A Cybersecurity Expert from TELUS Online Security Provides Thoughts And Tips To Keep Canadians Safe During Fraud Prevention Month

As our lives continue to become increasingly digital, from embracing the full-time shift to remote work to turning to online banking and tax filing as the new norm, protecting ourselves from online threats is more important than ever. Because frequent readers of my blog will know that there are lots, and lots of threats out there. With more threats appearing every day. That’s why I connected with cybersecurity expert and director of TELUS Online Security, Leigh Tynan to get her views on what’s happening in Canada and what Canadians can do to keep themselves safe during Fraud Prevention Month and beyond. Many thanks to her for her thoughts and tips for this article.

What do you think are the reasons behind the increase in fraud that is being seen in Canada?

Amidst the pandemic, we’ve been online more than ever before and have been sharing more information. Because of this, cybercriminals have more opportunities to take advantage of our digital footprints, especially during times like tax season. As our lives continue to become increasingly digital, it’s important to take the time to protect ourselves through services like TELUS Online Security Powered by Norton, a multi-layered solution that helps protect your devices, online privacy and identity. In fact, TELUS Online Security is currently offering Canadians a free 3-month trial to experience firsthand this simpler way to stay safer online: https://www.telus.com/en/online-security/standard-free-trial 

What more must be done in your opinion to protect Canadians (specifically seniors) from fraud?

My best advice is to educate yourself and help pass that education on to others who may not have the same resources available to them, like seniors. We set up cameras so we can see what’s going on outside our homes, if we ride a bike, we lock it up when we leave it and we wouldn’t give our car keys to just anyone. Yet arguably our most valuable possession, our identity, we often forget to protect. We need to be aware of the cyber threats out there, and take action to safeguard ourselves.Some actions Canadians can take to help protect themselves from fraud include:

  • Ensuring you have the most up to date software on your computer or mobile devices and subscribe to a device security service to protect you from malware, ransomware,viruses, spyware and other online threats.
  • Creating complex, unique passwords to protect yourself. We put ourselves at immenserisk if we have the same password, or few passwords across all our apps, loyalty programs, banking sites etc. I understand that people feel overwhelmed by all the passwords needed today, so I suggest using a password manager to help keep them all straight. They are simple to use and coordinate across all your devices.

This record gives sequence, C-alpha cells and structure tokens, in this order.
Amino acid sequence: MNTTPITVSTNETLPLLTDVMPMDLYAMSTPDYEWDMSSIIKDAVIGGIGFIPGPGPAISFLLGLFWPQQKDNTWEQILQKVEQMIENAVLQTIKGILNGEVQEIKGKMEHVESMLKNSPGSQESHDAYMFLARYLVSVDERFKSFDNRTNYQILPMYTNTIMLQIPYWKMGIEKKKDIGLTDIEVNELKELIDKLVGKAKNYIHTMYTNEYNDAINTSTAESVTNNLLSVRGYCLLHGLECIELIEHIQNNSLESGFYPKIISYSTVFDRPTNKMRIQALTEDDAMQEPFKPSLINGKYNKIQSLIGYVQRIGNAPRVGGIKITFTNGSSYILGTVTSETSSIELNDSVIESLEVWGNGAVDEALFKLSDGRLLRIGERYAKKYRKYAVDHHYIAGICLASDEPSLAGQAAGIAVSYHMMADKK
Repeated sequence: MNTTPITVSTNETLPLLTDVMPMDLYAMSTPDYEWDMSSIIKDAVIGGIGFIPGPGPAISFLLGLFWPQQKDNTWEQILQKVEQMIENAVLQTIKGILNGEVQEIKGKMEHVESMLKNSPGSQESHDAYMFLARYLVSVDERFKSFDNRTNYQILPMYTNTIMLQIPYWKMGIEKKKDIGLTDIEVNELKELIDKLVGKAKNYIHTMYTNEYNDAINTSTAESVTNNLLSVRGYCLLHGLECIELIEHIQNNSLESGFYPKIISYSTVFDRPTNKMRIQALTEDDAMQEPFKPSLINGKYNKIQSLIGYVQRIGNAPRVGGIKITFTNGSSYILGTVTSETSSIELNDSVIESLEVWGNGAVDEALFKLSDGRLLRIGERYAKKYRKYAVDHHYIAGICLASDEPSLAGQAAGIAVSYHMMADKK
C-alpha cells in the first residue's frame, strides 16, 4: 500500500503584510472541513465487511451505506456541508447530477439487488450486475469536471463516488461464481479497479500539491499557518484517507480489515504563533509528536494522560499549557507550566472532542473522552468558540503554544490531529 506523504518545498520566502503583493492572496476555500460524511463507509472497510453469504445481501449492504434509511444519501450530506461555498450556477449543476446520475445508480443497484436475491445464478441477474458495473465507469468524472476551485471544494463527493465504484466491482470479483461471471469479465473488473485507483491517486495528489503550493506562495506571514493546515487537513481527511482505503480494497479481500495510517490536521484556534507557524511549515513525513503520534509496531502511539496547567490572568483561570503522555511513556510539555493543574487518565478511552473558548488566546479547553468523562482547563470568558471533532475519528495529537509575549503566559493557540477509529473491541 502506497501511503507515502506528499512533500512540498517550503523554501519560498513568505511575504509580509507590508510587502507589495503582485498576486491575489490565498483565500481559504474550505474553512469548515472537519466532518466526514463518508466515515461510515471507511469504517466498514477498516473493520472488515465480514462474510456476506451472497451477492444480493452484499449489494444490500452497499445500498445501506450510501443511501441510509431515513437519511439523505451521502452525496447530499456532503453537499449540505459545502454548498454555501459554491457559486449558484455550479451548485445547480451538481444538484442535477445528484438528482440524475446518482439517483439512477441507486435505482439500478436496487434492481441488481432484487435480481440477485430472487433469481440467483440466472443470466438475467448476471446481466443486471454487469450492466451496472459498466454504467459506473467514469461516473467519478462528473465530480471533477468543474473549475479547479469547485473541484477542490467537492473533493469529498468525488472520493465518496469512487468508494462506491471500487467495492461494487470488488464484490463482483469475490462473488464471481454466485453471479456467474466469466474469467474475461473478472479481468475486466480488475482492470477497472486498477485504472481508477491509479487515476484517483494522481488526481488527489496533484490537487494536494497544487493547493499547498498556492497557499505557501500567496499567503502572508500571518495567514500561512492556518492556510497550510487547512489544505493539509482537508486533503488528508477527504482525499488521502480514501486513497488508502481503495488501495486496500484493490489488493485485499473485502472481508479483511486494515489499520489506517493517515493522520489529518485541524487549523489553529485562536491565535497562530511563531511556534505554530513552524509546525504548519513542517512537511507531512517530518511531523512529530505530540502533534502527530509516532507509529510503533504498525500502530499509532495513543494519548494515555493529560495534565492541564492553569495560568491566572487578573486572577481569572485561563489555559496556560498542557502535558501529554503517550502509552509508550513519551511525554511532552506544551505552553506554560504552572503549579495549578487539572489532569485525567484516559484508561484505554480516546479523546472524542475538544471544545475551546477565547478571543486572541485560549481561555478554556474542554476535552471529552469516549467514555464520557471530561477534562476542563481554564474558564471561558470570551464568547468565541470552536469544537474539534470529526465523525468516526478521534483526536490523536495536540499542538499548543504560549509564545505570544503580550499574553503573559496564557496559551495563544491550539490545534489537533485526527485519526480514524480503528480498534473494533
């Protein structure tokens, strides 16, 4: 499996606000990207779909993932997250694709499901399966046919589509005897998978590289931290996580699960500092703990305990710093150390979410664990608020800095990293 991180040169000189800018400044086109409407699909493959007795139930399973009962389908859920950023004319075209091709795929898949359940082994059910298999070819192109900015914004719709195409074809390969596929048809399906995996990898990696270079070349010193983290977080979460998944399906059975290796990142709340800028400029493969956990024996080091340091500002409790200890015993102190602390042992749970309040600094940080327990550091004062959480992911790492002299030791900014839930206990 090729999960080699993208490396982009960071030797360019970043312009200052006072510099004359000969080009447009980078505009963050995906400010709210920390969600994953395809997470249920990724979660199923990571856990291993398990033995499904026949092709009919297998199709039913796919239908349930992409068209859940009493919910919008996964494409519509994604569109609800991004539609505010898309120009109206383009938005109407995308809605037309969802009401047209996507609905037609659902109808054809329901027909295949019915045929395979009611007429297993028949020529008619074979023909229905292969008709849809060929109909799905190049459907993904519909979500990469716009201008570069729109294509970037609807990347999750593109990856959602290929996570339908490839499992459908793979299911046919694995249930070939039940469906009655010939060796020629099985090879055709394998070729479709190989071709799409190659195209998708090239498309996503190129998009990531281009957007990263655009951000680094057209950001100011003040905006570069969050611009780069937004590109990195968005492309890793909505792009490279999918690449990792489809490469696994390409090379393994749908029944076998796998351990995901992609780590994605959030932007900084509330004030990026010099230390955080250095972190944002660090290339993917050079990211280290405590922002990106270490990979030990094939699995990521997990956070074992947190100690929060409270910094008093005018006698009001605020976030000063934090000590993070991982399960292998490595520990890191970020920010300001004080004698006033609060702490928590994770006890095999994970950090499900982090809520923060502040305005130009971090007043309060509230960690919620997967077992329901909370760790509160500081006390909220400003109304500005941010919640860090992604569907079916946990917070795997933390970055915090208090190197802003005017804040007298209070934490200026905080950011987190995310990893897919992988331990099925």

• Using a VPN to mask your online activity from spyware or online hackers. Most of us use VPN’s all the time for work, but we forget we are at just as much risk in our personal lives.
  • Never trusting a Wi-Fi connection that isn’t your own. I would like to reinforce that if you are going to use public Wi-Fi, please ensure you are protected by a VPN.

What about business related fraud such as business email compromise, executive spoofing, and the like? Are you seeing an increase there?

While TELUS is not selling business-level cyber security solutions, fraud is also on the rise for Canadian businesses. With less than two in five Canadian businesses reporting they feel they can fully detect and fend off cyberattacks (according to a recent report from KPMG) and with Canadian corporations being the third biggest victims of ransomware attacks in 2020 and 2021, behind only U.S. and U.K, it’s more important than ever that Canadian consumers and businesses alike take measures to protect themselves.Whenever you engage with a site online, you’re leaving them with your personal data. This includes seemingly harmless activities like shopping online and signing up for a rewards program. All it takes is for one of these organizations to be hacked for your data to be packaged up and sold online to hackers and identity thieves. This growing trend, which has targeted high profile companies like the Canada Revenue Agency and Canada Post in 2021, has implications for consumer information.

What do you think is the security posture of Canadian businesses and do they need to do more

While it is great that Canadian consumers and businesses are starting to become more aware of cybersecurity and fraud risks, we need to do more to personally educate ourselves and others to understand what steps we need to take to protect ourselves. Cybercriminals are upping their game, and it is time that we up ours to protect against the risk.

A great educational tool is TELUS Wise, a free digital literacy education program that empowers Canadians to stay safe in a digital world. TELUS Wise offers informative workshops and resources on topics like protecting your online security, privacy, and reputation, rising above cyberbullying, and using technology responsibly.

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